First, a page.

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STUDIO: Dark Sky Films
RUNNING TIME: 94 Minutes
• Feature commentary
• Deleted/Extended scenes
• Grue!! (gore outtakes)
• TV/Theatrical trailers
• Photo Gallery
of the Cave Bear meets Ponce de Leon, only instead of a fountain
providing youth it’s the bowels of young women."
Green Berets), Linnea Quigley (Return of the Living Dead), Meeno
Peluce (The Amityville Horror).
Don’t Go Near The Teletype Machine
thousand years ago, two rather erectus-looking
neanderthals we’re condemned by their clan mother. Their crime: devouring the
children of the clan in order to steal their youth. Their punishment: aging for
eternity, but never dying. The two criminals make the most of their sentence,
which doesn’t prevent them devouring the youth of other humans over the
millennia, by setting up shop in an area that will one day be a park in
the young and the restless.
one way to break the curse and live forever without
the nasty aging and decomposition — that is to sacrifice a virgin that sprang
from a union between a member of the cave man clan and a mortal. One of the
criminals becomes a proud daddy with the hardest task in the world: protecting
a hip, curious chick from losing her virginity for sixteen years or so and
sealing all their fates.
Don’t Go Near The Papier Mache
down the checklist here. Earnest and mostly awful performances? Check. Guts
torn into like a priest of Kali going for a heart? Check. Tits? Four checks,
though two of those are portrayed as underage, and hence a bit more creepy than
those of your standard nubile scream queen. Zombie-things? Check. Only thing we
seem to be missing is racial stereotypes. It’s okay, though, because we’ve got
plenty of fun poked at the elderly.
Don’t Go Near The
Park is a joy
all around for fans of late-seventies exploitation. The plot is laughable, and
meanders a bit through the second act, but it maintains a sense of direction.
That momentum is vital for these movies, because there’s not much else to carry
the wispy narrative, and blood and tits can only go so far. The story isn’t
good, of course, but the organization of its presentation gives plenty of room
to be intrigued. Unless you’re a deconstructionist, in which case you’re just
going to feel frustrated. And you should.
direction, by Lawrence D. Foldes, has got a sense of tension that occasionally
gets carried away with stretching time for maximum impact, but usually hits the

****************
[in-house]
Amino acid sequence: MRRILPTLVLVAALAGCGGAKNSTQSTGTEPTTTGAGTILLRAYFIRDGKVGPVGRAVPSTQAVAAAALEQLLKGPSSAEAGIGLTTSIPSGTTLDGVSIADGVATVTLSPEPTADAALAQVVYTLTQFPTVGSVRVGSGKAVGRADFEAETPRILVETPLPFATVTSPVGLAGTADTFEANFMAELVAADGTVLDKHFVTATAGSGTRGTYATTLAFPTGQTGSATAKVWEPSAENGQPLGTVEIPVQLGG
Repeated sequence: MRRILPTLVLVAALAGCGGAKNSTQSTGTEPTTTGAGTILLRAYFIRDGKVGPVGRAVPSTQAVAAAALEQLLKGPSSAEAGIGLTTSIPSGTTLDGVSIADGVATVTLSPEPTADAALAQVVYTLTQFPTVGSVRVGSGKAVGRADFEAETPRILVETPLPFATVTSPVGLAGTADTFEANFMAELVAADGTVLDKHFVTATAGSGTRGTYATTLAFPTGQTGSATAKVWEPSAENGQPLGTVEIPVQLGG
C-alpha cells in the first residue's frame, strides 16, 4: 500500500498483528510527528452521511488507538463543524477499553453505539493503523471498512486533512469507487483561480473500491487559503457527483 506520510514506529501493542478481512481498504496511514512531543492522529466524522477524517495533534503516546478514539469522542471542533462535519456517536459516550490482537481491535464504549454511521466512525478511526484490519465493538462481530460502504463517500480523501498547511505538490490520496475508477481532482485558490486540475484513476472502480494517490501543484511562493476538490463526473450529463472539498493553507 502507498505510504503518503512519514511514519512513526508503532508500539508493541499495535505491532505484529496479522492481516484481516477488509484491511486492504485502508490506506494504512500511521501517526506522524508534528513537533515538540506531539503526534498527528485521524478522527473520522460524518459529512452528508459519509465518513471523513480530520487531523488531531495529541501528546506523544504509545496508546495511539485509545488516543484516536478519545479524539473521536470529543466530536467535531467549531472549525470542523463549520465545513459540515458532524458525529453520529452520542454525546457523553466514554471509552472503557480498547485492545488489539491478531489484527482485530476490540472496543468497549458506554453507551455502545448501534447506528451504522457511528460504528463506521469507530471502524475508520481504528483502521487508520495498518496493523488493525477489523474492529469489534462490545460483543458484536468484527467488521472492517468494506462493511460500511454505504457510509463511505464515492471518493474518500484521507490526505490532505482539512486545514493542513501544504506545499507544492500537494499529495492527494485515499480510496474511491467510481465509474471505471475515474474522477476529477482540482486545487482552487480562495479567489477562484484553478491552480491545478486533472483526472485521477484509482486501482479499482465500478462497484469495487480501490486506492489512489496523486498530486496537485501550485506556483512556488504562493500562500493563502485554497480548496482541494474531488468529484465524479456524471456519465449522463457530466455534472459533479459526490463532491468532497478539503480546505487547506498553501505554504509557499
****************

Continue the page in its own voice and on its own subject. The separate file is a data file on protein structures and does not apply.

right notes. The gore, likewise, features a few missteps in an otherwise satisfying
effort. (For example, some of dummies used for gut-spelunking are obviously
fabricated; others look very natural.)
you can’t help feeling like being a (less witty) version of Tom Servo with the
low-budget films of this period, but Don’t Go Near The Park doesn’t
require such an effort from the audience to pass the time. It’s silly, bloody,
cruel fun that only infrequently takes itself too seriously. It wants your
money and your long intestine, not your heart.
Don’t— I Mean Please Come Nearer The Frosted Glass
Films has given us another great restoration from the vaults. The soundtrack is
in 2.0 mono, and the original has survived the transfer with most of its bits
intact. There was obviously some degradation of the original, and it’s
reflected in what you hear on the disc, but it’s nothing worse than you’d
expect. The video quality likewise suffers from poor original quality, but
whatever there was to begin with is preserved with great detail in the digital
bonuses, the few available are good ones. Director/producer/writer Lawrence D.
Foldes and good old girl Linnea Quigley provide a full-length audio commentary.
This commentary is heavily retrospective, since it has been so long since the
movie was made. Some of the details are fuzzy, but both provide wholly
unpretentious remarks on the filmmaking atmosphere of the time and their own
involvements in the cramped, gritty world of exploitation.
also a few extended/deleted scenes and an expanded reel of workprint (meaning
poor quality) gore shots. More blood for those of you who don’t dig on all that
plot crap. To round things out, you get a photo gallery, original TV spot, and
6.5 out of 10